10 yr arm vs. 30 year Mortgage

We are new to this and trying to see what would be our best options for our primary residence mortgage-

$900,000 mortgage

3.625% int - 10 yr arm - $7,000 closing costs
4.00% int - 30 yr fixes - $7,000 closing
Both our credit scores are above 780.

We are planning to keep this property for at least 10 to 15 years, if not more. Me and my spouse are in late thirty and mid forties and have a kid who will go to college in 10 years.

I am leaning towards 10 yr arm and spouse towards 30 fixed, reasoning from her is, if we refinance we end up paying more interest and longer term. I want to do the 10 yr as the interest is low and we don’t know in 10 years we may rent it or sell it for an upgrade or downgrade.

What is the norm.

Interest rates are near record lows. The odds are pretty high that when the 10/1 ARM expires rates will be higher. You can always take the 30-year and just pay extra every month. Personally, paying down a 4% mortgage doesn’t make sense unless you’re close to retirement. Locking in a 30-year at 4% now gives you a lot of flexibility in the future. It’l be easier to keep the home as a rental if you want, since you locked in the low payment now.



You’ve even more into graphs lately.

I hate words. Prefer graphics and numbers.

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Discussed with a coworker on this very topic in the past. He opted for 10 year ARM because he’d rather use the extra interest he saves and puts it towards his principal. His position is that if he is still keeping this house after 10 years he can refi to a 15-yr fixed loan at that point in time.

He is assuming that the rate at the end of 10th year won’t be much higher than now. Is a bet :slight_smile:


That’s true, and if it’s much higher he’s arguing that the fact he paid down his principal significantly during the first 10 years will make it a zero sum event.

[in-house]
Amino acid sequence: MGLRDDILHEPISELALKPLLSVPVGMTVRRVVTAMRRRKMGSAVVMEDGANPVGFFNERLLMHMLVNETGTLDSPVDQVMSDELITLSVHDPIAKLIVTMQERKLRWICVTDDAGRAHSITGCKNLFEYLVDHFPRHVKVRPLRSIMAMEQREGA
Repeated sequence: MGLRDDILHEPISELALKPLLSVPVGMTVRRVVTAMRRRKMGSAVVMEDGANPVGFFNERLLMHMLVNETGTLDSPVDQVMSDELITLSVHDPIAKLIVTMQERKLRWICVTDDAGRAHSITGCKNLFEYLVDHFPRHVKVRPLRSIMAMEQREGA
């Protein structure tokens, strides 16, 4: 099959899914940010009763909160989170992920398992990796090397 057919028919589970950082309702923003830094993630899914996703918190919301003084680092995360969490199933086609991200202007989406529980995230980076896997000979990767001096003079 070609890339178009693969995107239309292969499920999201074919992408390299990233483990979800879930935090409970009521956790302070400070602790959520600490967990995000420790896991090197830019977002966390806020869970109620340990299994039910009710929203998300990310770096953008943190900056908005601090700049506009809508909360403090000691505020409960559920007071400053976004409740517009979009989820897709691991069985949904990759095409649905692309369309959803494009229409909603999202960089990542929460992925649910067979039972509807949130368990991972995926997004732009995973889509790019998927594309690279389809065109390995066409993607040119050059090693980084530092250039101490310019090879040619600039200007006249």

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Might as well get 30-year and pay extra every month. That way there’s no risk in 10 years.

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Welcome to home owners great dilemma!

This is no brainer work with above statements.

Close your Eyes and Listen to your spouse. 0.25% increase is nothing compared to your refinance or rate hike later.

When you are not certain about selling in 10 years , better be safe 30 fixed mortgage !


I totally agree with Jil here. I don’t like surprises down the road and rather sleep easy knowing what my interest will be 1 yr, 2 yr, 5 yr. If it goes down significantly you can always refinance.

Always had adjustable mortgages, no regrets

I already started regretting about arms taken a few years ago. Now my arm rate is higher than the fixed rate a few years ago.

But on the other hand, if you got a low fixed a few years ago and now do a cash out refi, your Leo rate is gone anyway.

But with only 0.375% difference, no need to save that small difference

Overall, rates have been falling since the 70’s. We’re at rock bottom now, so that trend can’t continue.

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What if the difference between the current ARM and a new 30 yr fixed is 1.125? Does it still make sense to refinance and get into a fixed rate? Mortgage amount is the same as OP.

If the difference is 1.125, I may take the risk and keep the arm. It also depends how many years left for low rate for your arm.

But everyone’s risk tolerance and situation is different. Just do what you feel comfortable. There are many more considerations in life.

Hi @Neel,

I needed to talk to my mortgage broker since I may have found my private sale home, so I forwarded your quoted rates to her for comparison. She said those are good rates for primary and that you should lock in asap as rates are on the rise. Good luck!

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Thank you all for the valuable responses. Gave more clarity to make a decision. We locked for 30 yr fixed at 4.00% and fingers crossed.


First, mortgage amount you mean monthly payment same?

It depends on holding years and uncertainty in future rates

If you plan to hold beyond your arm lock years, IMO, better to refi towards fixed now as I still see 4% is too low fixed mortgage for 30 years.

Your colleague should open a spreadsheet and do a break even analysis to understand at what pp rate increase is it a zero sum event and then make a bet on whether they think rates would raise more than zero sum threshold.

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